Small Maine towns are filled with lots of interesting people that make the communities sparkle, special, different.
The career path for one young lad in one small Maine town in Aroostook County started early. Always drawing, sketching. Guiding either a number two graphite lead or colored pencil in his hands. Eventually dabbling in paint colors.
Shaping, forming, creating simple works of creative art.
The drawings that would never end up displayed some day in the Lourve. Or hanging on some other famous lighted display wall.
Roped off in purple or maroon velvet hip high arched strands. To contain, keep the crowd back. Wearing cameras hung around their necks. Herded to a safe distance away to protect, preserve his one of a kind work.
His dad worked for Putnam Brothers, a local petroleum products dealer on Pierce before it turned the corner heading east. Becoming Leonard Street. Long before 911 jumbled all the Maine small town street names.
So everyone became confused, not so sure. Not just a few to these new parts transplants that needed to raise their hand. Had the need to go ask for travel directions to get somewhere and back.
Allison Britton, the main, primary local sign painter was sitting on a wooden stool.
Lettering the driver’s sign door of a new service vehicle for the blue and orange brand color oil company. One practical sign painting application demonstrated.
That the small boy of twelve witnessed when he had ridden his bike over to just say hello to Dad. Enjoying the freedom of street to street summer vacation travel with pedal power. Under his own steam of his two wheel bike that all safe small Maine towns afford youngsters that get off the couch.
The liquid strokes of paint, the fluid motion of lettering his Dad’s name just below the driver’s side window mesmorized the boy.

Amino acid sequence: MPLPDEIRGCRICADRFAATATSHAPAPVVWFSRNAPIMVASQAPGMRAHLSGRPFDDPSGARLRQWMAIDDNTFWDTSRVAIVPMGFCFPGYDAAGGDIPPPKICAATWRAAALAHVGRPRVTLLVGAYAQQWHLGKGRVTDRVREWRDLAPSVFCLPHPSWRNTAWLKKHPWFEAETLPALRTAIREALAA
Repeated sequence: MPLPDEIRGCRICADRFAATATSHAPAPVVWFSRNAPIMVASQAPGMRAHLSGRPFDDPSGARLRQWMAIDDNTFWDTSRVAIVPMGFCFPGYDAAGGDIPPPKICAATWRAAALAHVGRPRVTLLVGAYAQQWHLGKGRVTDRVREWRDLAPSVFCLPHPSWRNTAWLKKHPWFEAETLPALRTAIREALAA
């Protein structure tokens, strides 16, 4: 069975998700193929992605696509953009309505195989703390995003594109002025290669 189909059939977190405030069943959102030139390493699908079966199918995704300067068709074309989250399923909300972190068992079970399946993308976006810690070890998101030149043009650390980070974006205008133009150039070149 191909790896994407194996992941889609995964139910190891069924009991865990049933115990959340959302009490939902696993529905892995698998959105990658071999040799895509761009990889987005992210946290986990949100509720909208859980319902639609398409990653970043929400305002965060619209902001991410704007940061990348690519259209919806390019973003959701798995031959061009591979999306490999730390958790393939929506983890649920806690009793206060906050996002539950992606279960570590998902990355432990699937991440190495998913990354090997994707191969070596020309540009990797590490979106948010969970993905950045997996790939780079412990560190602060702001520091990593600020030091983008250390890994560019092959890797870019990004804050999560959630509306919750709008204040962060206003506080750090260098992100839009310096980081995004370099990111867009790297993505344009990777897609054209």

Inquisitive, engaged and thinking I can do that. But finding out at home that duplication of what he had seen, studied was not so easy. But practice makes perfect. The vocation training, inspiration outside his own doodling at home had started. To flatten the learning curve.
The advancement of the young lad’s career got a little help from one of Cupid’s sharp arrow.
As fate, destiny would have it, the young boy as a teenage used to walk home with the sign painter’s daughter Barbara. They would say their goodbyes, the up and coming sign painter wannabe would go into apprentice mode.
Entering the shop when Mr Britton, the girl’s Dad was in his paint studio on Spring Street. The one beside Chadwick’s Florist on one side. The young girlfriend, classmate’s matching red colored home on the other.
Twenty questions were asked but mostly learning by watching in silence provided the most information transfer.
Observing the ease that the practiced right hand danced, darted with deliberate strokes. Leaning for support on the left one planted on the surface of whatever lettering project for support. Outdoor advertising, billboards in Maine was not illegal. Not banned, outlawed yet around the countryside. For messages aimed to be read at 55 mph by highway motorists. Kept simple to appear in the corner of their eyeballs.
Lettering trucks, service vehicles, window flyers for store advertising part of the sign painter’s operation.
Hand painted work from scratch done for hanging business shingles for out front an enterprise. To be hoisted when the paint dried. To ride high, wide and handsome on a sign belt above the shop doors.
My Dad has this talented painter create an eight foot ear of corn. “Farm Fresh Corn” announced in a crown over the golden kernels. Just peeking through the green skin ear covering. With cascading brown, white and golden silk topping his vegetable creation.
The one placed yearly on US Rt 2 to announce the Maine farm stand for just picked produce, vegetables, fruits is open for business.
The farmer’s market in the front yard of the homestead. To beckon to motorists that created a steady stream of customers for me a boy of nine to peddle product to after school, weekends.
My Dad also used Allison Britton every time a new trailer truck was bought and needed the Prem Pak label centered, hand lettered on the doors along with the vehicle numbers. To help Mom keep the shipping freight paperwork straight.
I remember being on my hunches squatting, watching the gold leaf applied. Or whatever lettering Allison had been commissioned to do by my parents.
The young Jedi sign painter that learned by watching did not end up marrying the daughter he walked home, then dated through high school. Did not inherit the camel brushes, the wall murals created during the slower winter months by the seasoned teacher, his inspiration. But the skills made the transfer from old to young just the same in a small Maine town connection on the border in Aroostook County.